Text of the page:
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Kevin A. Young

Associate Professor of History, University of Massachusetts-Amherst
Chapter Member: Boston SSN

About Kevin

Young's research focuses on U.S. politics, social movements, and foreign policy, as well as Latin American history and politics. Key themes in Young's writings include the making of government policy and the ways that social movements can shape that process.

Contributions

In the News

"Georgia’s Voter Suppression Is Sparking Boycotts. History Shows They Can Work.," Kevin A. Young, News Analysis|Politics and Elections, Truthout, April 9, 2021.
"Smarter Empire," Kevin A. Young, Politics, New Left Review, March 8, 2021.
"When Black Movements Win, Everybody But the 1 Percent Wins," Kevin A. Young, News Analysis|Economy and Labor, Truthout, December 24, 2020.
"History Shows That Sustained, Disruptive Protests Work," Kevin A. Young, Opinion, Yes Magazine, July 8, 2020.
"Our Debt to Central American Refugees," Kevin A. Young, Democratic Socialists of America, September 9, 2019.
"Washington Intensifies Its Collective Punishment of Venezuelans," Kevin A. Young, Nacla, August 14, 2019.
"Will Climate Change Make Family Separations the Norm?," Kevin A. Young, Environment and Health, Truthout, August 25, 2018.
"Who’s Calling the Shots?," Kevin A. Young (with Tarun Banerjee and Michael Schwartz), Jacobin, February 3, 2017.
"When Capitalists Go on Strike," Kevin A. Young (with Tarun Banerjee and Michael Schwartz), Jacobin, February 3, 2017.
"War by Other Means in El Salvador," Kevin A. Young, North American Congress on Latin America, March 16, 2016.
"Hillary Clinton and Corporate Feminism: ‘Something That Might Be Called Neocon'," Kevin A. Young (with Diana C. Sierra Becerra), Against the Current, March - April 2015.
"Two, Three, Many Colombias: The Logic and Consequences of the U.S. Vision for Latin America," Kevin A. Young, Foreign Policy in Focus, December 29, 2010.

Publications

Levers of Power: How the 1% Rules and What the 99% Can Do About It (with Tarun Banerjee and Michael Schwartz) (Verso, 2020).

Highlights the "capital strike" as a key mechanism for corporate influence over politics and argues that social movements are most effective when they directly target capitalists.

Making the Revolution: Histories of the Latin American Left (Cambridge Press, 2019).

Shows that the Latin American Left has often built powerful coalitions across divides of race, ethnicity, gender, and geography, challenging conventional views of the Left as class-reductionist, authoritarian, and militaristic.

Blood of the Earth: Resource Nationalism, Revolution, and Empire in Bolivia (University of Texas Press, 2017).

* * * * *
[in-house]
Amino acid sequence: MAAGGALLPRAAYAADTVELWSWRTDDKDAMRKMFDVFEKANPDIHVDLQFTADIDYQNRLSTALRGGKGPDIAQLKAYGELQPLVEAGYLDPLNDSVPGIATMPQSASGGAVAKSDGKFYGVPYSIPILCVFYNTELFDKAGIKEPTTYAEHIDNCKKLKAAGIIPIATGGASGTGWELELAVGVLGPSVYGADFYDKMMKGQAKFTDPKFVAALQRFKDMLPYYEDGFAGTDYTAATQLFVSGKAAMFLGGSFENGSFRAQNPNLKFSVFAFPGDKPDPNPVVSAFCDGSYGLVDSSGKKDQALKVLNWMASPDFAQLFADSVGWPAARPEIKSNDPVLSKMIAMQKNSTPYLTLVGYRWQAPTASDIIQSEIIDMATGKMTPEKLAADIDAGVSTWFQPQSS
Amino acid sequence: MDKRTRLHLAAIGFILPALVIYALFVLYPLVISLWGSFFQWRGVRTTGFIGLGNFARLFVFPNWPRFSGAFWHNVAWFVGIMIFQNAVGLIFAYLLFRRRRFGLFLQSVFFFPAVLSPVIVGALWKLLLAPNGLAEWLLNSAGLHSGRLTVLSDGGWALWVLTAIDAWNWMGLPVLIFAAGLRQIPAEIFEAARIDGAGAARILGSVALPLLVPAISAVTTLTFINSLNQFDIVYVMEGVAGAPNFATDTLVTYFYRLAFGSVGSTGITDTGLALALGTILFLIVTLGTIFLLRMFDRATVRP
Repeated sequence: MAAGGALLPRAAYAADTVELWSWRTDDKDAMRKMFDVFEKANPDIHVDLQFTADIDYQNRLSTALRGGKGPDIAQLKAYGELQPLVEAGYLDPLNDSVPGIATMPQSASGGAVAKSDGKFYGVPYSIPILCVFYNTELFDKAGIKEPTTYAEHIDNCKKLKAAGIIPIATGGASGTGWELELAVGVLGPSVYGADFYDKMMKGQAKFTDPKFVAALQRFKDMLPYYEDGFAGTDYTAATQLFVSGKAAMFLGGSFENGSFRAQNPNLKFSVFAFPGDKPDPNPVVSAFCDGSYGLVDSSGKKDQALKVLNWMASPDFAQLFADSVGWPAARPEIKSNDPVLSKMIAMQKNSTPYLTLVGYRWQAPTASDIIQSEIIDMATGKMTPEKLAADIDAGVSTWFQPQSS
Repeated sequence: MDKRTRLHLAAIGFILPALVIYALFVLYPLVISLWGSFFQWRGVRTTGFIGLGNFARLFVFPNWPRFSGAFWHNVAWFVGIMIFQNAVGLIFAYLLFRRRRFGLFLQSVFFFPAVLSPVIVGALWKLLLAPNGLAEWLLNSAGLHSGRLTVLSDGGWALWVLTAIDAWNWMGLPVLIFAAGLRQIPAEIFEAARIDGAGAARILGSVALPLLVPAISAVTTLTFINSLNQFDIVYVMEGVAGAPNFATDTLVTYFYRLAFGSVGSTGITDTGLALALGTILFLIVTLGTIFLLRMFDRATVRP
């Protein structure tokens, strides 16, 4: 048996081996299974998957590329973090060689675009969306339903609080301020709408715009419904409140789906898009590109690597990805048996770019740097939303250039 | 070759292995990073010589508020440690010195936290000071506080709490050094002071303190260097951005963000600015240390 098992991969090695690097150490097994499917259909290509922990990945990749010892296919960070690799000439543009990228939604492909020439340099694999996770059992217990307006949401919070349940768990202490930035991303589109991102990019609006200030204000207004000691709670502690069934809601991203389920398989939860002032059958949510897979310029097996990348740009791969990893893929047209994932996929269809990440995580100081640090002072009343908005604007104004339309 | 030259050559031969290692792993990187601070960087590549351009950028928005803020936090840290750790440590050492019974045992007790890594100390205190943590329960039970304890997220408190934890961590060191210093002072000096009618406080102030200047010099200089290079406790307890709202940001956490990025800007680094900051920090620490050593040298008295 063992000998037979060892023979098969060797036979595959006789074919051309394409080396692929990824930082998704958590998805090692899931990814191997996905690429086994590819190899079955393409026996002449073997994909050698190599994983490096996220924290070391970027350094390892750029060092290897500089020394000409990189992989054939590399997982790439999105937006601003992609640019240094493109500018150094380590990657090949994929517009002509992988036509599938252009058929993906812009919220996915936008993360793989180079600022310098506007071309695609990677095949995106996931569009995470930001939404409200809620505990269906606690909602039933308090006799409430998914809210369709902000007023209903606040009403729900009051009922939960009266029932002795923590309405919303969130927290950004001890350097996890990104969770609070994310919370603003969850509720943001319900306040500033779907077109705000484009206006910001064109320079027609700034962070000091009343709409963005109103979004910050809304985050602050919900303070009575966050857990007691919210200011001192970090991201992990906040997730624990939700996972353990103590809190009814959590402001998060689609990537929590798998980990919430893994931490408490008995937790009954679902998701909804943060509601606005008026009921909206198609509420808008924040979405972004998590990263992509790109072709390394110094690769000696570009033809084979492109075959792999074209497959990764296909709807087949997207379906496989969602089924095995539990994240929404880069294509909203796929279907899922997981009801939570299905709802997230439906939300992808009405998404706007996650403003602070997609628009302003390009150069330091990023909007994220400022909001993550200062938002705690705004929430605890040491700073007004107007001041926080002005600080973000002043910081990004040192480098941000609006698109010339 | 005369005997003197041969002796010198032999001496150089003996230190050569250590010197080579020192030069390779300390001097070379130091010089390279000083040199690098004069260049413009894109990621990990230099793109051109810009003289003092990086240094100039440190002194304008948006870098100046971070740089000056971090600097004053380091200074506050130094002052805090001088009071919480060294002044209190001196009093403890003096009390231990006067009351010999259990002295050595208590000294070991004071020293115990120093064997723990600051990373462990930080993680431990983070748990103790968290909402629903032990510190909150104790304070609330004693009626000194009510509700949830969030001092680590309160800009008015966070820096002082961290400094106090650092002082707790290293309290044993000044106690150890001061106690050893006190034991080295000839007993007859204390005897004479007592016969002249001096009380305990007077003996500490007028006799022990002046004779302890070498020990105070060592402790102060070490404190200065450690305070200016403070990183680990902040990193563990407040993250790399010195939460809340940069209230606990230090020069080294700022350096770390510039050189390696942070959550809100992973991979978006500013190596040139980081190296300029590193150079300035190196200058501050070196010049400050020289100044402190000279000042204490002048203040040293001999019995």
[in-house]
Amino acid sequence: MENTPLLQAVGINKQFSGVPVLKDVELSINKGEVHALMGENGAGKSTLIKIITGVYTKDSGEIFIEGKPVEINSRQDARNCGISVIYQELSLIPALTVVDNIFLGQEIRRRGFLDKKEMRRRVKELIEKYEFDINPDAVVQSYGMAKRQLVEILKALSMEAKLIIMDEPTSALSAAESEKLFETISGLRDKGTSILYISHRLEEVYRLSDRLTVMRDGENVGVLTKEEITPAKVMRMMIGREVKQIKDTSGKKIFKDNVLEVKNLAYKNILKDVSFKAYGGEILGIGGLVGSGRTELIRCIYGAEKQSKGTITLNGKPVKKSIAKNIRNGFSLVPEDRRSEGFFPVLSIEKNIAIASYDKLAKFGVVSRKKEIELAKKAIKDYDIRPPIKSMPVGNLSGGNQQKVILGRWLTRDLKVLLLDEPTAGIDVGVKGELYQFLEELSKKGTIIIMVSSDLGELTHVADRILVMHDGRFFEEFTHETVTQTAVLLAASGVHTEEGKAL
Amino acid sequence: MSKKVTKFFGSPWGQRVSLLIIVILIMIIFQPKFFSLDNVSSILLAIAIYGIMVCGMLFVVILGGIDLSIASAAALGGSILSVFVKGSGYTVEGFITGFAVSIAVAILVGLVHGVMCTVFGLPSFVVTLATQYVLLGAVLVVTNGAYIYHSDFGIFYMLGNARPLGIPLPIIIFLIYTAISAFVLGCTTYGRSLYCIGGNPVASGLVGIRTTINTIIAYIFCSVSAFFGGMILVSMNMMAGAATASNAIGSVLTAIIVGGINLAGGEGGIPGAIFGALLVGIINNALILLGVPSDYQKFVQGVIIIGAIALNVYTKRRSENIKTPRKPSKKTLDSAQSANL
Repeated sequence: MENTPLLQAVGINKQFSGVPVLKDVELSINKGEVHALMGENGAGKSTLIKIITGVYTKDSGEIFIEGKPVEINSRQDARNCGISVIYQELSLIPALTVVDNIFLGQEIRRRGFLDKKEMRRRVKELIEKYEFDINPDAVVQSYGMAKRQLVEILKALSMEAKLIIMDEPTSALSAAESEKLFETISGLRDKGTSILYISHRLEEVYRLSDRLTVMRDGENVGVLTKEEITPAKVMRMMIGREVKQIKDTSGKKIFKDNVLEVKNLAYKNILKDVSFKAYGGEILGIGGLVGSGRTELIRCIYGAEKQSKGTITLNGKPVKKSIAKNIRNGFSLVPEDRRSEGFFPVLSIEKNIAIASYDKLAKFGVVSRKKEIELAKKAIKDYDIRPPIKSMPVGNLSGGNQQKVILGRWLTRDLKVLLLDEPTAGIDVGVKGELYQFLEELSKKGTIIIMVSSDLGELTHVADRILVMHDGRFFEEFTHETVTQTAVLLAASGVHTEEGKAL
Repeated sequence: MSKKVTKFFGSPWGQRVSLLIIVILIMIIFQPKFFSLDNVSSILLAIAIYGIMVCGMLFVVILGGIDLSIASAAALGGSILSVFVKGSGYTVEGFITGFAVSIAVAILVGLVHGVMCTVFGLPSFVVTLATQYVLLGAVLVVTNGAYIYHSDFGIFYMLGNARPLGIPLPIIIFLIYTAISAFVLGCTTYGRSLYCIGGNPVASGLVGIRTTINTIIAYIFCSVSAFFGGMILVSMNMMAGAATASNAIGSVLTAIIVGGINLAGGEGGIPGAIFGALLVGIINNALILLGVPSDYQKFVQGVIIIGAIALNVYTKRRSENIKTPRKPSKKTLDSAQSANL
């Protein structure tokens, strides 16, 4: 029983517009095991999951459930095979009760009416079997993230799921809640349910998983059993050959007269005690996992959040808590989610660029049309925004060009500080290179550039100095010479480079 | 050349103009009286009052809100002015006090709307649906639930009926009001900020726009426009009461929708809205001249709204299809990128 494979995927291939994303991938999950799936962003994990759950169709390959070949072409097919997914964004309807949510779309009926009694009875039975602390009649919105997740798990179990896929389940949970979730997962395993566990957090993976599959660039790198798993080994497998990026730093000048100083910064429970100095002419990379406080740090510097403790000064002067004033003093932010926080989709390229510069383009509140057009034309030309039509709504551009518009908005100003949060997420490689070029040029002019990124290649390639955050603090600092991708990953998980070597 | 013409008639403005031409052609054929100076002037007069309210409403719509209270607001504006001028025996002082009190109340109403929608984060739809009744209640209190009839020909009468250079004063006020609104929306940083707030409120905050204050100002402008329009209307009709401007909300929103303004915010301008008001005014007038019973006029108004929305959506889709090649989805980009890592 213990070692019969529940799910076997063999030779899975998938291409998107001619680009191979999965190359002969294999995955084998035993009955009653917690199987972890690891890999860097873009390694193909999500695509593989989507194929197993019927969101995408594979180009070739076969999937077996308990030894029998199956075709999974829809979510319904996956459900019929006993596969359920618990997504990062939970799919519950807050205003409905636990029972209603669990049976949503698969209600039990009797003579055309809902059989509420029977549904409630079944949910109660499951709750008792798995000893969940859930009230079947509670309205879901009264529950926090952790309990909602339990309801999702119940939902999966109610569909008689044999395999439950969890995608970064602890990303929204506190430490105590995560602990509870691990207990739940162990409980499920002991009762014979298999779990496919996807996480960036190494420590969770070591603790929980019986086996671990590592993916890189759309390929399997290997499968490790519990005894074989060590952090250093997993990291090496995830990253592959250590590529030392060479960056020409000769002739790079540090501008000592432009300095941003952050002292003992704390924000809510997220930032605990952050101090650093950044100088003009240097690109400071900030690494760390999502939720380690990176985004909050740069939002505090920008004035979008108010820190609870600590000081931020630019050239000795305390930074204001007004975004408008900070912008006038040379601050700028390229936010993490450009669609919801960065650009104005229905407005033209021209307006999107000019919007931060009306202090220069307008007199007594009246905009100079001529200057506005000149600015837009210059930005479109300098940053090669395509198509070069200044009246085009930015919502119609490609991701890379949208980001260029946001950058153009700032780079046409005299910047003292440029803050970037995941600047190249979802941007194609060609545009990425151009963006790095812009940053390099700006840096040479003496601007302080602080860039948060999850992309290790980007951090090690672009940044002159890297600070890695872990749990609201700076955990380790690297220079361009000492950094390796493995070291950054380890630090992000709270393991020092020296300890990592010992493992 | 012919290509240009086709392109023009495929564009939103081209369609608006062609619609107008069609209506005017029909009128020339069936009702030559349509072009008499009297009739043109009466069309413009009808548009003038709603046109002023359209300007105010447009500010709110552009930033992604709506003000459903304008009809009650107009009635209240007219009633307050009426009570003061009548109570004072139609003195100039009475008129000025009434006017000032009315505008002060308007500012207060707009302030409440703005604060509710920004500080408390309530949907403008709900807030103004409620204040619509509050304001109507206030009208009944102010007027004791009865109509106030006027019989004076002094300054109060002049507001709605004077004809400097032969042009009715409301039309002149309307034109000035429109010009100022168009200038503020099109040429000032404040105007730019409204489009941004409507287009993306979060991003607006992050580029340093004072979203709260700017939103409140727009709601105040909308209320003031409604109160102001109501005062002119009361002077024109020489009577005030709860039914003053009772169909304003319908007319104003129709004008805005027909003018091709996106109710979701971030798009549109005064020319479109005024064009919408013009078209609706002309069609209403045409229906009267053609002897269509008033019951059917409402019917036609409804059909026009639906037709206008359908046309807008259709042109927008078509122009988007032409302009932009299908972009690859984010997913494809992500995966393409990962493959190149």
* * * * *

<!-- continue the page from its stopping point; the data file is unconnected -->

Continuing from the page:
Traces how resource nationalism has pitted ordinary Bolivians against conservative Bolivians against conservative Bolivian leaders, US officials, and foreign investors

"Healthy, Wealthy, and Wise: How Corporate Power Shaped the Affordable Care Act" (with Michael Schwartz). New Labor Forum 23, no. 2 (2014): 30-40.
Documents the process by which the healthcare industry successfully shaped “Obamacare” in accordance with its interests and proposes a strategy by which labor and community activists might force corporations outside the health insurance sector to support a single-payer healthcare model.
"How ‘Partnership’ Weakens Solidarity: Colombian GM Workers and the Limits of UAW Internationalism" (with Diana C. Sierra Becerra). WorkingUSA 17, no. 2 (2014): 239-260.
Examines a recent U.S. solidarity movement with disabled General Motors workers in Colombia, arguing that the United Auto Workers leadership’s behind-the-scenes opposition to the movement is one result of the union’s belief in “partnership” with the company. The strategic lesson is that activists should take into account labor leaders’ bargaining relationships when trying to win union support for a cause.
"A Neglected Mechanism of Social Movement Political Influence: The Role of Anticorporate and Anti-Institutional Protest in Changing Government Policy" (with Michael Schwartz). Mobilization 19, no. 3 (2014): 239-260.
Argues that progressive social movements are more effective at influencing government policy when they target corporations and government institutions—the primary architects of policy—rather than just elected politicians.
"The Good, the Bad, and the Benevolent Interventionist: U.S. Press and Intellectual Distortions of the Latin American Left" in Latin America’s Radical Left: Challenges and Complexities of Political Power in the Twenty-First Century, edited by Steve Ellner (Rowman & Littlefield, 2014), 249-269.
Challenges the widespread depiction of recent left-of-center Latin American governments as comprising a “good left” and “bad left,” arguing that the two alleged camps are in fact united on many fronts and that the so-called bad left countries actually outrank most others in respect for human rights and democracy.
"Purging the Forces of Darkness: The United States, Monetary Stabilization, and the Containment of the Bolivian Revolution" Diplomatic History 37, no. 3 (2013): 509-537.
Examines the economic means by which the Eisenhower administration attempted to neutralize the threat of the 1952 Bolivian Revolution, focusing on a 1956 U.S.-designed austerity plan that prefigured later neoliberal policies.
"Can Prefigurative Politics Prevail? The Implications for Movement Strategy in John Holloway’s Crack Capitalism" (with Michael Schwartz). Journal of Classical Sociology 12, no. 2 (2012): 220-239.
Argues that social movements’ practice of prefigurative politics should be accompanied by organization-building, selective engagement of the state, and confrontational action to undermine existing elite institutions.